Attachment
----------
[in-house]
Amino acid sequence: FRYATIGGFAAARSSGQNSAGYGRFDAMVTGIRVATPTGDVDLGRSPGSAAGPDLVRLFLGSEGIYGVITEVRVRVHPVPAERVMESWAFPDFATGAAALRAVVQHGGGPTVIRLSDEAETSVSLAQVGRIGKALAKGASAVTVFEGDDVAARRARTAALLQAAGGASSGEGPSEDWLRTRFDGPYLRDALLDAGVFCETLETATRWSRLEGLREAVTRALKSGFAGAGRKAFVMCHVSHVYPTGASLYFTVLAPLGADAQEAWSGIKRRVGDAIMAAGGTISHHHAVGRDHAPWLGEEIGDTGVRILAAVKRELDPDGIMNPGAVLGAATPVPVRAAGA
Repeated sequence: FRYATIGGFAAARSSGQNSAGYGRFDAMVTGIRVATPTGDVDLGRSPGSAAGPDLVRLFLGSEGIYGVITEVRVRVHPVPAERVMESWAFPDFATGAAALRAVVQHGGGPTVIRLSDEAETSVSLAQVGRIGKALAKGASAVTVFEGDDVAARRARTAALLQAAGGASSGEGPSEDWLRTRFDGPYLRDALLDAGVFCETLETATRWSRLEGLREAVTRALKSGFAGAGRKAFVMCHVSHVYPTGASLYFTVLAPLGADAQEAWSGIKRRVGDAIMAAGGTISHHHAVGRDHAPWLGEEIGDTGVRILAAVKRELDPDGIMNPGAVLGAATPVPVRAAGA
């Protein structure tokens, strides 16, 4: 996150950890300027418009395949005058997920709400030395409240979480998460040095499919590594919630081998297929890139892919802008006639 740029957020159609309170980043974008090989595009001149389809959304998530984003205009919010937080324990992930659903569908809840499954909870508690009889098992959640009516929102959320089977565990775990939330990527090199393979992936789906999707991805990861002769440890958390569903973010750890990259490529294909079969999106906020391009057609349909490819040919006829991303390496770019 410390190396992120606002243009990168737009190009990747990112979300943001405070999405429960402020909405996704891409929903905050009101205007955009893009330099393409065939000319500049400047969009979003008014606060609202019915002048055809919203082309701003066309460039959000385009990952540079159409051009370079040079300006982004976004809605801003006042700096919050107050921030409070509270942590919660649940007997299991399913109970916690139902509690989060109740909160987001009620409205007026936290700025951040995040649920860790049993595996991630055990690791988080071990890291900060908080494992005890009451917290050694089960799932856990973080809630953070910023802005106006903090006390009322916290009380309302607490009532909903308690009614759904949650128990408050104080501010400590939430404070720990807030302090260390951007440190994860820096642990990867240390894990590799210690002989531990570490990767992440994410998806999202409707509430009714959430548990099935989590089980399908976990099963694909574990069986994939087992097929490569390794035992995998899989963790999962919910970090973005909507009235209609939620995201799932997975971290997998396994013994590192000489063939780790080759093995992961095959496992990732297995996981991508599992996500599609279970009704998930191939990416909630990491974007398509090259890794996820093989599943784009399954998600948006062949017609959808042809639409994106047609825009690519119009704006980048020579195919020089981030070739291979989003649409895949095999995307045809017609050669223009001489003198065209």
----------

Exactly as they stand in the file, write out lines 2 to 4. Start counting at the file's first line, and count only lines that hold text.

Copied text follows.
Amino acid sequence: FRYATIGGFAAARSSGQNSAGYGRFDAMVTGIRVATPTGDVDLGRSPGSAAGPDLVRLFLGSEGIYGVITEVRVRVHPVPAERVMESWAFPDFATGAAALRAVVQHGGGPTVIRLSDEAETSVSLAQVGRIGKALAKGASAVTVFEGDDVAARRARTAALLQAAGGASSGEGPSEDWLRTRFDGPYLRDALLDAGVFCETLETATRWSRLEGLREAVTRALKSGFAGAGRKAFVMCHVSHVYPTGASLYFTVLAPLGADAQEAWSGIKRRVGDAIMAAGGTISHHHAVGRDHAPWLGEEIGDTGVRILAAVKRELDPDGIMNPGAVLGAATPVPVRAAGA
Repeated sequence: FRYATIGGFAAARSSGQNSAGYGRFDAMVTGIRVATPTGDVDLGRSPGSAAGPDLVRLFLGSEGIYGVITEVRVRVHPVPAERVMESWAFPDFATGAAALRAVVQHGGGPTVIRLSDEAETSVSLAQVGRIGKALAKGASAVTVFEGDDVAARRARTAALLQAAGGASSGEGPSEDWLRTRFDGPYLRDALLDAGVFCETLETATRWSRLEGLREAVTRALKSGFAGAGRKAFVMCHVSHVYPTGASLYFTVLAPLGADAQEAWSGIKRRVGDAIMAAGGTISHHHAVGRDHAPWLGEEIGDTGVRILAAVKRELDPDGIMNPGAVLGAATPVPVRAAGA
């Protein structure tokens, strides 16, 4: 996150950890300027418009395949005058997920709400030395409240979480998460040095499919590594919630081998297929890139892919802008006639 740029957020159609309170980043974008090989595009001149389809959304998530984003205009919010937080324990992930659903569908809840499954909870508690009889098992959640009516929102959320089977565990775990939330990527090199393979992936789906999707991805990861002769440890958390569903973010750890990259490529294909079969999106906020391009057609349909490819040919006829991303390496770019 410390190396992120606002243009990168737009190009990747990112979300943001405070999405429960402020909405996704891409929903905050009101205007955009893009330099393409065939000319500049400047969009979003008014606060609202019915002048055809919203082309701003066309460039959000385009990952540079159409051009370079040079300006982004976004809605801003006042700096919050107050921030409070509270942590919660649940007997299991399913109970916690139902509690989060109740909160987001009620409205007026936290700025951040995040649920860790049993595996991630055990690791988080071990890291900060908080494992005890009451917290050694089960799932856990973080809630953070910023802005106006903090006390009322916290009380309302607490009532909903308690009614759904949650128990408050104080501010400590939430404070720990807030302090260390951007440190994860820096642990990867240390894990590799210690002989531990570490990767992440994410998806999202409707509430009714959430548990099935989590089980399908976990099963694909574990069986994939087992097929490569390794035992995998899989963790999962919910970090973005909507009235209609939620995201799932997975971290997998396994013994590192000489063939780790080759093995992961095959496992990732297995996981991508599992996500599609279970009704998930191939990416909630990491974007398509090259890794996820093989599943784009399954998600948006062949017609959808042809639409994106047609825009690519119009704006980048020579195919020089981030070739291979989003649409895949095999995307045809017609050669223009001489003198065209």